Tuesday, April 12 - CDT
Please join us for a poster session and reception featuring the research of junior scientists from academe (graduate students, post doctoral researchers, and untenured faculty). The posters to be presented are listed below:
|Plasmonic Pervaporation for Sustainable Mixture Separation||Ty Austin, University of Arkansas|
|Drop Impact, Granule Formation, and Granule Morphology: A Comprehensive Look at Single Drop Granulation||Tianxiang Gao, Arizona State University|
|Comparison of DEM Force Models for Static and Dynamic Assemblies of Rod-Shaped Particles||Rohit Kumar, Purdue University|
|Solvent-Free Particle Surface Modification using Amino Acid L-Leucine during Milling for Improved Dry Powder Dispersion||Kuriakose Kunnath, New Jersey Institute of Technology|
|A Model-Guided Process Intensification Strategy for the Preparation of Sub-100 nm Drug Nanoparticles via Wet Stirred Media Milling||Meng Li, New Jersey Institute of Technology|
|Impact Dynamics of Low-Velocity Projectiles on Wet Granular Media||Spandana Vajrala, Arizona State University|
Ty Austin, University of Arkansas
Membrane separation provides a potential alternative to distillation, which consumes roughly 40% of the energy used in the chemical and refining industries according to the United States Department of Energy, for separating liquid-liquid mixtures. While providing better separation, current membrane separation techniques are not as energy efficient as distillation. This work seeks to improve the energy efficiency of purifying solvents by coupling the effects of localized plasmonic heating on a membrane with pervaporation, a common membrane separation technique, using polydimethylsiloxane (PDMS) thin-films. Localized plasmonic heating results from the decay of a plasmon that was created when the resonant wavelength of light irradiates gold nanoparticles (AuNP). Preliminary results in a lab-scale, pervaporation system suggest that the combination of these two techniques may be able to facilitate a higher level of mass transfer or flux across membranes.
Drop Impact, Granule Formation, and Granule Morphology: A Comprehensive Look at Single Drop Granulation
Tianxiang Gao, Arizona State University
Single drop granulation by a drop impacting onto a powder bed is of significant interest since it is the first step in any powder wetting process, including wet granulation. Particle parameters like particle size distribution and density; liquid parameters like viscosity and surface tension; powder-liquid properties like hydrophobicity and solubility; and operating parameters like bed porosity and drop height can all influence the formation mechanism and resulting granule morphology. Breakage and attrition behavior of dry granules is also important for further handling and processing, and we hypothesize that the morphology of granules, which is dependent upon the different formation mechanisms, will also influence the breakage behavior of granules.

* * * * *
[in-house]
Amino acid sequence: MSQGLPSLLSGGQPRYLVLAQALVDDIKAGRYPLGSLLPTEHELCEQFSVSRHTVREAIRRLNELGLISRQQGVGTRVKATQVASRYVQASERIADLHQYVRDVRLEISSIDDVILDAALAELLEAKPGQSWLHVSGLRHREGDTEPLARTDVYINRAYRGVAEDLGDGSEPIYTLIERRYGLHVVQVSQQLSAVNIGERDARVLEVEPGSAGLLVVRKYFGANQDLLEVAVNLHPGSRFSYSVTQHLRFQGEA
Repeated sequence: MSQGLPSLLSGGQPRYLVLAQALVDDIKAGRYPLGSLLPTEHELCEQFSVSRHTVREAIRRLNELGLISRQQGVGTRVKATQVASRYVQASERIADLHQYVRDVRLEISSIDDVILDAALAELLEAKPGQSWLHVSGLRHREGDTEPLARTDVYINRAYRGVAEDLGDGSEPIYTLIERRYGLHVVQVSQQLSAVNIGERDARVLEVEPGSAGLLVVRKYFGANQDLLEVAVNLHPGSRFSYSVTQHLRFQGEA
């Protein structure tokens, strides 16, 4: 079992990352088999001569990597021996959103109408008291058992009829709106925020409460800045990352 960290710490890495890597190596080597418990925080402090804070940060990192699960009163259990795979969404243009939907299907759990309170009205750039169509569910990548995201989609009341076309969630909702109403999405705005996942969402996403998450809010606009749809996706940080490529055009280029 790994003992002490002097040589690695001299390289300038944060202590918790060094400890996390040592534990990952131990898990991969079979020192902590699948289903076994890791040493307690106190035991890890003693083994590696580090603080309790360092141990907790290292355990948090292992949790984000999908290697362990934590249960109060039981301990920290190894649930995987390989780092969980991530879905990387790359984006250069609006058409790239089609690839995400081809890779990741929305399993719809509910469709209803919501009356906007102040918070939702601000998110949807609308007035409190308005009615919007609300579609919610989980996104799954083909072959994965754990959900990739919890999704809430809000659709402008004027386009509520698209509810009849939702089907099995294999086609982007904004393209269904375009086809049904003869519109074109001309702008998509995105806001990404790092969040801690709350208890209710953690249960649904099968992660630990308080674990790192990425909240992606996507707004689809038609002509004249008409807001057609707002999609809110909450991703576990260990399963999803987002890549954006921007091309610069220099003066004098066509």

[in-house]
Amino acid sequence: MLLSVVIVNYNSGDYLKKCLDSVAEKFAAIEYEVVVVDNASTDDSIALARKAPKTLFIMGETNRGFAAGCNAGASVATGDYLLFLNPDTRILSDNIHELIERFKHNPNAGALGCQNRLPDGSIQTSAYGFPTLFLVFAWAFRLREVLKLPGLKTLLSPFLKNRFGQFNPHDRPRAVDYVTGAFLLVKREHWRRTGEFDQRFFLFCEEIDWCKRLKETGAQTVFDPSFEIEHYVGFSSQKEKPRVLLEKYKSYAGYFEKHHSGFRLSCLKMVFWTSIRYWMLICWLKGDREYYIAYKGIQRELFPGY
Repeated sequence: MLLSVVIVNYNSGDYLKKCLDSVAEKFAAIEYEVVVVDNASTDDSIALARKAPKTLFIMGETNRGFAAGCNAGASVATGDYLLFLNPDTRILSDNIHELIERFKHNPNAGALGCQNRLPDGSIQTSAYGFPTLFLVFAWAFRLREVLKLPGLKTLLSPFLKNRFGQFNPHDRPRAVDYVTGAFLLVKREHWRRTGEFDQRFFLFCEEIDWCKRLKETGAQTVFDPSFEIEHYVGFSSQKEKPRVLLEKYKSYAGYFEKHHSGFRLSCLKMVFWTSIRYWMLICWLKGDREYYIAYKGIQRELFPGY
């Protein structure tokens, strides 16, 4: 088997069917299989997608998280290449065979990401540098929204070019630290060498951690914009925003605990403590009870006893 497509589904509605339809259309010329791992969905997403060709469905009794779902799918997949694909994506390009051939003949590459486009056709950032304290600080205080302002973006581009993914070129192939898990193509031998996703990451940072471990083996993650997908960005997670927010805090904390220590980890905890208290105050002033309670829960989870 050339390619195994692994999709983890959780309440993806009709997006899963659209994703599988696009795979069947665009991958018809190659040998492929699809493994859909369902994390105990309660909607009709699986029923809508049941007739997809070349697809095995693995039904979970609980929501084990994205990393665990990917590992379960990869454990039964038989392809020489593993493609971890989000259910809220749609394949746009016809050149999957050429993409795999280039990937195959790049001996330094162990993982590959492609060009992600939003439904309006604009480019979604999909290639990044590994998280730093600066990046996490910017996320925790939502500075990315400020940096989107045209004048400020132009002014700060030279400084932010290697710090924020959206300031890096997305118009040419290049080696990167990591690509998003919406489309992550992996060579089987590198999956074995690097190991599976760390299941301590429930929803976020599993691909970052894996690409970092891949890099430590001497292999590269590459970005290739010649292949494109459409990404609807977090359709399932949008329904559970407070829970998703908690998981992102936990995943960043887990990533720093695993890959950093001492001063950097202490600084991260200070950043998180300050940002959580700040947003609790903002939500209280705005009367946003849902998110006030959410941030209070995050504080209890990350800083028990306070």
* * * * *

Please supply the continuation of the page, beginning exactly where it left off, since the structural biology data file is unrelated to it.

Rohit Kumar, Purdue University
Several DEM normal force models for cohesion-less rod-shaped particles are compared under static and dynamic conditions. Comparisons of the force, overlap, and contact duration frequency distributions are presented. Differences are observed in the overlap and contact duration distributions, but the force distributions are nearly independent of the choice of force model.
Solvent-Free Particle Surface Modification using Amino Acid L-Leucine during Milling for Improved Dry Powder Dispersion
Kuriakose Kunnath, New Jersey Institute of Technology
Inhalation therapy requires the efficient powder de-agglomeration and dispersion in addition to a very fine particle size (<5 µm). Unfortunately, milling of pharmaceutical powders, which is required to achieve the right size range, leads to formation of large agglomerates with poor dispersion after inhalation. In this work, using KCl as a surrogate material, milling and surface coating was done in a Fluid Energy Mill (FEM) to produce particles suitable for inhalation. Several different coating materials were investigated and it was found that L-Leucine, a naturally occurring amino acid, offers similar powder dispersibility performance even at the fine particle sizes used in inhalation.
A Model-Guided Process Intensification Strategy for the Preparation of Sub-100 nm Drug Nanoparticles via Wet Stirred Media Milling
Meng Li, New Jersey Institute of Technology
There is sustained interest in sub-100 nm particles of poorly water-soluble drugs as such small particles offer improved permeation through various biological barriers and result in rapid onset of therapeutic action. For fast production of sub-100 nm drug particles, yttrium-stabilized zirconia beads with a nominal size ranging from 50 µm to 800 µm were used in a baseline wet stirred media milling (WSMM) process, which was subsequently intensified with the optimal bead size by increasing rotor tip speed, bead loading, and suspension flow rate step-wise, as guided by a microhydrodynamic model. This study has demonstrated, for the first time, the use of small beads in an intensified WSMM process for faster production of sub-100 nm particles of two BCS Class II drugs while achieving reduced energy consumption and keeping metal (Zr) contamination low.
Spandana Vajrala, Arizona State University
In this work, we use the Discrete Element Modelling (DEM) technique to study the impact of low velocity projectiles on wet, cohesive granular media with different packing fractions. Our motivation is to understand animal interaction on various sand terrains, and we aim to achieve this by observing different stages of interaction of solid projectiles with granular beds.